Special Purpose Acquisition Company (SPAC) Disruptions
A Special Purpose Acquisition Company (SPAC), sometimes called a “blank cheque” company, is formed purely to merge with an existing private company so that it may raise capital by going public on a stock exchange. This is often an attractive option for companies looking to raise large amounts of capital in a short period of time. Going public with a SPAC is both quicker and less risky than a standard IPO (Initial Public Offering), allowing the non-SPAC company to forecast investments months earlier. While SPACs go back to the 1980's, you may have heard about them recently because they accounted for 50% of new publicly listed US companies in 2020, and are looking to account for more than that in 2021.
What is it disrupting?
SPACs are behind a huge increase in the electric mobility industry over the past few years which threatens to disrupt almost all parts of urban transport as we know it. For some start-ups it seems to be the only realistic option for bringing their product to market.
Lucid Motors is a luxury electric carmaker looking to compete with the higher end BMW,Tesla and Lexus models. Four years ago Ford America was in negotiations to purchase the company and save Lucid Motors from bankruptcy but in February of this year it merged with a SPAC to go public. Lucid Motors now has a higher market capitalisation than Ford America of US$90 billion.
Aurora, a self-driving vehicle technology company founded in 2017, also recently undertook the SPAC process and raised US$1 billion to contribute towards its US$11 billion valuation. These are incredible numbers for such young companies but also show the immense amount of capital required to make these disruptive technologies mainstream.
Electric and autonomous vehicle start-ups have to compete with established giants such as Stellantis (the company behind Fiat and Chrysler among many others) and the Volkswagen Group (which owns Audi, Bentley, Porsche, and so on) for their customers who expect the same standards from new electric cars as they did from the petrol and diesel powered cars they have driven for the last century. Autonomous vehicles have their own industry giants to compete with but also have to overcome the much larger issue of public fear and distrust of robots. The solution is a R&D money pit with little to no short term returns on investment. It’s the sort of issue that usually scares off investors and may not be possible without immense resources such as Google's or in this case a SPAC IPO.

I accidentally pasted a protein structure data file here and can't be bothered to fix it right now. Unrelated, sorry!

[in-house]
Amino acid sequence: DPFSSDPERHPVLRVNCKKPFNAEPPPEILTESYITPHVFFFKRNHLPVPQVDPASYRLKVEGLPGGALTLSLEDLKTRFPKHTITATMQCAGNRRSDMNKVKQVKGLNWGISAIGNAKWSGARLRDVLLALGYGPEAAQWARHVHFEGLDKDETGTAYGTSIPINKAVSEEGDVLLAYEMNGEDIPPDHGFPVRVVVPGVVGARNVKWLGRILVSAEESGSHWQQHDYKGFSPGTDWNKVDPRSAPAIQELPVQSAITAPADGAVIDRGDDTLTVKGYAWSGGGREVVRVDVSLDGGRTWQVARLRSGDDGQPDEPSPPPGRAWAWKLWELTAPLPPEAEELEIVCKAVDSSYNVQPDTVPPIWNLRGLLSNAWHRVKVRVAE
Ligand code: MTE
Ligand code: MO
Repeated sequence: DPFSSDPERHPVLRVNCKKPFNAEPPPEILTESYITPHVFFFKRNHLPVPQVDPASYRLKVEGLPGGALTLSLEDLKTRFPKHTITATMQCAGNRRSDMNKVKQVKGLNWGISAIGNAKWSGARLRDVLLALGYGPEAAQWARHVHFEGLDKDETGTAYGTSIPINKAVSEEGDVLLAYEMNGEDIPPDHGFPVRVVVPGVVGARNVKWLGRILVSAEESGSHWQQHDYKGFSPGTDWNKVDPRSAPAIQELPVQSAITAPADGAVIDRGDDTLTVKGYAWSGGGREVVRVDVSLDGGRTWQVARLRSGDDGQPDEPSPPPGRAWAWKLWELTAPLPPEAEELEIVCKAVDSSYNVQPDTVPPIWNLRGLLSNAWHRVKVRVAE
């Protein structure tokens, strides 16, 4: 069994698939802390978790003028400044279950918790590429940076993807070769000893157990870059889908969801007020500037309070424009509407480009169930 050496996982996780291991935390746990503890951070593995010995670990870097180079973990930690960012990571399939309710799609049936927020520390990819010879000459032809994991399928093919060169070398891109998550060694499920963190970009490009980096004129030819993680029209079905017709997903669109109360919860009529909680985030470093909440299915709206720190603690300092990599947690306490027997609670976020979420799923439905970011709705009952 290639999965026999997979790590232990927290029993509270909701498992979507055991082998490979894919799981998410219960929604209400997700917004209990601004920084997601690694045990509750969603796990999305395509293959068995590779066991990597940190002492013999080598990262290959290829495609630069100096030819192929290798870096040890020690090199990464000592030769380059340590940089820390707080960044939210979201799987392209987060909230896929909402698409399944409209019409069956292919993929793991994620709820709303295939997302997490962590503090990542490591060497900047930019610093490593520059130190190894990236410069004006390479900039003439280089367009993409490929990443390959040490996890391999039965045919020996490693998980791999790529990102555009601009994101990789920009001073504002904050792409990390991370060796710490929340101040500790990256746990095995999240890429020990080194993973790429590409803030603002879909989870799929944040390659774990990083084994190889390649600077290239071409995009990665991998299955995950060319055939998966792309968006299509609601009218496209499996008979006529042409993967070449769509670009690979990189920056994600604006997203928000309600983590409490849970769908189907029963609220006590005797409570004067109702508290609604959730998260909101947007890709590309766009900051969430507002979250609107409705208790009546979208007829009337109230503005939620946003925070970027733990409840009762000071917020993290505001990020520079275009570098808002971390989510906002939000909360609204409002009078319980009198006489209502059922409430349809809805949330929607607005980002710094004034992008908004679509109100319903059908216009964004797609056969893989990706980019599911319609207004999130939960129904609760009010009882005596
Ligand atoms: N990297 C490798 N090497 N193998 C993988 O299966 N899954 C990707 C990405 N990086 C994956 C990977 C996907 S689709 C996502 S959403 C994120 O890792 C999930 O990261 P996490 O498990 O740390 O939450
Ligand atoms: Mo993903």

This issue is even more pronounced for the start-ups trying to create an entirely new type of transportation. Electric Vertical Take Off and Landing vehicles (EVTOL) are looking to overcome all the obstacles that prevented the average person from taking a helicopter from Taamaki Makaurau to Tauranga. They promise to be quiet, carbon free, cheap to run, and either autonomous or a taxi service so that you don’t need to pay a pilot to avoid the traffic jams.
These are lofty promises that are difficult to sell to typical private investors, especially when the startup will spend millions of the investors’ money in R&D before they can bring about a prototype, let alone entice and establish an entirely new market. There are also traditional players such as Airbus, Boeing and Bell to compete with. As a result SPACs have been used for a majority of the startups in this space.
Joby Aviation hopes to create an air taxi service with EVTOLs that can travel over 200 kms before recharging and are 100 times quieter than a helicopter. It built on earlier private funding rounds with their SPAC merger in August that raised US$1 billion, despite not being able to provide its air taxi service until 2024 at the earliest.
Lilium similarly hopes to have something to show investors in 2023 when it says it will have built 25 of its 7-seater EVTOL vehicles. Lilium went public through a SPAC merger in September raising US$524 million. Archer Aviation went public through a SPAC the same month, raising US$860 million for EVTOL vehicles and a ride share like service that could cost less than US$80 and cut 50 minutes off your hour-long commute.
SPACs certainly aren’t a guaranteed success. They gained an infamous reputation in the eighties for enticing investors with pipe dreams and providing little if any returns. The SPAC renaissance of the twenty twenties looks significantly more robust but hasn’t proven itself yet. Of the companies mentioned, only Lucid has brought a product to market (albeit in very limited numbers).
However, without a SPAC IPO, its hard to imagine these start-ups obtaining the capital they need to R&D their prototypes, lobby governments regulating the new technologies, and invest in the new infrastructure needed on the ground. That’s why for better or worse SPACs are likely to be a fixture of modern capital raising and a consistent driver of disruptive development.
If you’re wondering how to develop your start-up into an industry leader or take the idea in your head and create a whole new industry, get in touch.